“Italian director Marco Ferreri named one of his films The Future is Female. For Olivier Assayas, that’s a given.” Steve Erickson introduces his interview with the director of Boarding Gate. “Assayas’s later career has been a heady stew of class and crass, yet not even in his terrific, audience-baiting pseudo-technothriller demonlover, with its corporate-girls-gone-wild for the smart set, did he flirt as heavily with exploitation as he does here,” writes Michael Koresky at indieWIRE.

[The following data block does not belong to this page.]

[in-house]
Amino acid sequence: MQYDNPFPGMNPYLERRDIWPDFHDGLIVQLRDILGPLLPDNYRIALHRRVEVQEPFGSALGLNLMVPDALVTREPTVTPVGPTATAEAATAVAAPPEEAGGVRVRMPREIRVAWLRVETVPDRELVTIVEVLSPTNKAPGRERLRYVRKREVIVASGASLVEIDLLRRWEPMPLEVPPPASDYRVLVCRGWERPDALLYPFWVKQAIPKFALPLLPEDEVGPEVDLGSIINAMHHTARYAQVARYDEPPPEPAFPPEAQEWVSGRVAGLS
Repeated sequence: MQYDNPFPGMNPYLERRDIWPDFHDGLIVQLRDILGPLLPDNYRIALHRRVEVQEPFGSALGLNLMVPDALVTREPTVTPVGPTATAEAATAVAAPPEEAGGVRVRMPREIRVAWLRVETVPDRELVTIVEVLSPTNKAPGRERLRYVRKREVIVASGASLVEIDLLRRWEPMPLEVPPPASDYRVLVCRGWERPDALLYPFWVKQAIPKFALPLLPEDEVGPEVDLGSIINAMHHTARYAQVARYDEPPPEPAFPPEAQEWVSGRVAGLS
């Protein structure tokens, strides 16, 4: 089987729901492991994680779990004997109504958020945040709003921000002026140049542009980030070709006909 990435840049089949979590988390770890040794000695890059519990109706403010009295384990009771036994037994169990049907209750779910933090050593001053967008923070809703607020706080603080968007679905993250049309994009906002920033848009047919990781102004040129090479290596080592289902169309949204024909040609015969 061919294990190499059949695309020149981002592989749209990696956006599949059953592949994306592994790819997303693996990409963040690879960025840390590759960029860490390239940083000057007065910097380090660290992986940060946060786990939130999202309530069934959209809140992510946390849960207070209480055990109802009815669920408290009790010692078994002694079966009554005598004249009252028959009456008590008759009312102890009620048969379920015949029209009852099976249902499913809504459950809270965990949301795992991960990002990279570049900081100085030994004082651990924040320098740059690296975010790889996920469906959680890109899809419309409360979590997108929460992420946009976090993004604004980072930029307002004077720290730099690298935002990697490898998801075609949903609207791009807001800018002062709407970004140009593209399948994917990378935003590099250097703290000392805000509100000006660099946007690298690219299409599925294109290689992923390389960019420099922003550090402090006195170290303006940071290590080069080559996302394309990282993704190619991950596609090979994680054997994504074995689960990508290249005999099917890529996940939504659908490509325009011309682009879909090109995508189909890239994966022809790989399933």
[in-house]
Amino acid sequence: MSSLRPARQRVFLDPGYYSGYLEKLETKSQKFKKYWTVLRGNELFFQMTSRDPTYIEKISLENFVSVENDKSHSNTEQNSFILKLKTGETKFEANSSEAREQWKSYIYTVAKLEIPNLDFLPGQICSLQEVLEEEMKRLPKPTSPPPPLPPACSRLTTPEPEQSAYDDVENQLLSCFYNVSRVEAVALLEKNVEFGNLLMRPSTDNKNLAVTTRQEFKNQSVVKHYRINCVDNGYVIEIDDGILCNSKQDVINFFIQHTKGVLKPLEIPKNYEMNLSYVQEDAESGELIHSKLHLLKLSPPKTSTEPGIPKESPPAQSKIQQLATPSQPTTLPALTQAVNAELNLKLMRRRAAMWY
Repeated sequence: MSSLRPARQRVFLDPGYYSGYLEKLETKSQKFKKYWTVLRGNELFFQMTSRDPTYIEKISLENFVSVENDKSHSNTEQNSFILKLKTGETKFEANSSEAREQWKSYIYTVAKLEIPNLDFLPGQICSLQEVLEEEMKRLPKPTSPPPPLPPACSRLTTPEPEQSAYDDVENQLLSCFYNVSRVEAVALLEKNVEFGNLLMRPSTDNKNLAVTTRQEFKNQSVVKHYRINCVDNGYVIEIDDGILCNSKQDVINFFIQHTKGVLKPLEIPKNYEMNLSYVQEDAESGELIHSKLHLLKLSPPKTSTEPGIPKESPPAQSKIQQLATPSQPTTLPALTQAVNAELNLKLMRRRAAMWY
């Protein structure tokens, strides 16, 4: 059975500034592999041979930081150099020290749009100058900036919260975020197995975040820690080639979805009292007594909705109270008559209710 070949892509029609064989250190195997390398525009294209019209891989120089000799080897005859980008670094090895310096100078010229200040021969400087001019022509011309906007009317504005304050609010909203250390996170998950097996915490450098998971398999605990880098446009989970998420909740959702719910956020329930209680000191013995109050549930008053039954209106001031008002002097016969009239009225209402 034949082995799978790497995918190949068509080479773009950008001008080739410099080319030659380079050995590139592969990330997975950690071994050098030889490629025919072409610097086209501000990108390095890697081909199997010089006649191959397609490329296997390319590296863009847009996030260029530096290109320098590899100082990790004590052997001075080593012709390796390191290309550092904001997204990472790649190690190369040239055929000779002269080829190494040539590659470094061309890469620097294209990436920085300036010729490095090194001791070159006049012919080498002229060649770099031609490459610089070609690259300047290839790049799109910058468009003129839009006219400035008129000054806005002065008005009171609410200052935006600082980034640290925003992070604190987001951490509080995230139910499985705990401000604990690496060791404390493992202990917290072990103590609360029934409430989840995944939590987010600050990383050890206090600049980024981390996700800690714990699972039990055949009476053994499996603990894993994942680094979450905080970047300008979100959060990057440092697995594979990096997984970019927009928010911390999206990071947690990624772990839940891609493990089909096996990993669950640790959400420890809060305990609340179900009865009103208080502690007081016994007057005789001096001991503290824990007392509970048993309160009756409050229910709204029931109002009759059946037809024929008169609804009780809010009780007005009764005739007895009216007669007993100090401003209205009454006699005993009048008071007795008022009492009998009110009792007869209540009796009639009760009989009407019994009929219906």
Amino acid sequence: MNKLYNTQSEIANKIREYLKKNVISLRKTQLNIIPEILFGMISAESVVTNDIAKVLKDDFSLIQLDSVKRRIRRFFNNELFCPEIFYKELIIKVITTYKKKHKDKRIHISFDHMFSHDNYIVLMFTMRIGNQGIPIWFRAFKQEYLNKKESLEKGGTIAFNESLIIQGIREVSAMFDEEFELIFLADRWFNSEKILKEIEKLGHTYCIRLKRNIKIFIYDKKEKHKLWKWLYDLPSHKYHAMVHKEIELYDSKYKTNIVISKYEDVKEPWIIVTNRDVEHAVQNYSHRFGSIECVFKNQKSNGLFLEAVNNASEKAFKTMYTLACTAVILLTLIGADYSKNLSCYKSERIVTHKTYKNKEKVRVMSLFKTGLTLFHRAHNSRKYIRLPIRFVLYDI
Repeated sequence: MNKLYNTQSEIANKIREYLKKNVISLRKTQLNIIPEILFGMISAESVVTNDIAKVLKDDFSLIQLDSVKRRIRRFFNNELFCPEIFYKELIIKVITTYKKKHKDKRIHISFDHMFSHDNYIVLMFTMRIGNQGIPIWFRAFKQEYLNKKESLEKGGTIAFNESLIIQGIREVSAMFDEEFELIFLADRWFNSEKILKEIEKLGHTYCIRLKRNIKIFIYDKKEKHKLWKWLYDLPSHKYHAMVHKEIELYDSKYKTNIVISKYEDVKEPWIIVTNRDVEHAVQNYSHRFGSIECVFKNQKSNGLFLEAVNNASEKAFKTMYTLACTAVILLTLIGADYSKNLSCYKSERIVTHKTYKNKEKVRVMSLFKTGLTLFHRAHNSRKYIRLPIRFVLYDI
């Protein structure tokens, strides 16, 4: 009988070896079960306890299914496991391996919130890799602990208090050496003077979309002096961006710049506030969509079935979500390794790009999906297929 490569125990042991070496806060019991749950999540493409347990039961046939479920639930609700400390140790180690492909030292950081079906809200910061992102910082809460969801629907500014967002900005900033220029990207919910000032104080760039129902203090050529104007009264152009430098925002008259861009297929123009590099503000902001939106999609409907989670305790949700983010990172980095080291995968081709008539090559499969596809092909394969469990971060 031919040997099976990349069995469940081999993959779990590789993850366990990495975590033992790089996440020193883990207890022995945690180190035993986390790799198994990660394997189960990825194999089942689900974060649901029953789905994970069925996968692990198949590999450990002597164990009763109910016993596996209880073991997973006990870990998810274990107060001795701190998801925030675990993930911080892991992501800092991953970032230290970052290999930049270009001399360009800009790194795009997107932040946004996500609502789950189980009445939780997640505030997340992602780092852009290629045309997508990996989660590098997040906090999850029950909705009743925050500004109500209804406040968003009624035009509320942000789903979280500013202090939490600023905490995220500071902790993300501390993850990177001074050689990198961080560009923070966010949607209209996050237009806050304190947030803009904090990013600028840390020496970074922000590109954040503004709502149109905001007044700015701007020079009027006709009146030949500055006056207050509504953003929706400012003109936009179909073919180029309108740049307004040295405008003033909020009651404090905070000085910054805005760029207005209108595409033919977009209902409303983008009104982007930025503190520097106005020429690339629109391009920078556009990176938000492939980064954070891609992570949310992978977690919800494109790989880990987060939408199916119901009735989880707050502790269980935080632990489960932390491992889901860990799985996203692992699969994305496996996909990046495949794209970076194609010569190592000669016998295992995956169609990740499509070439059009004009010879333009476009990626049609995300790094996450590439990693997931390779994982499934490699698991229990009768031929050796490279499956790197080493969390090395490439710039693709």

“Boarding Gate, B-movie heir to Phil Karlson and Ingmar Bergman, screws any pretence of naturalism for hallucinatory confrontations,” writes David Pratt-Robson in Slant. “If, like its protagonist, the film is brutally forthright, in B-movie tradition, that’s because all it cares about is expressivity – raw impact and momentum…. Down and totally dirty, Boarding Gate is one of the best genre films in years.”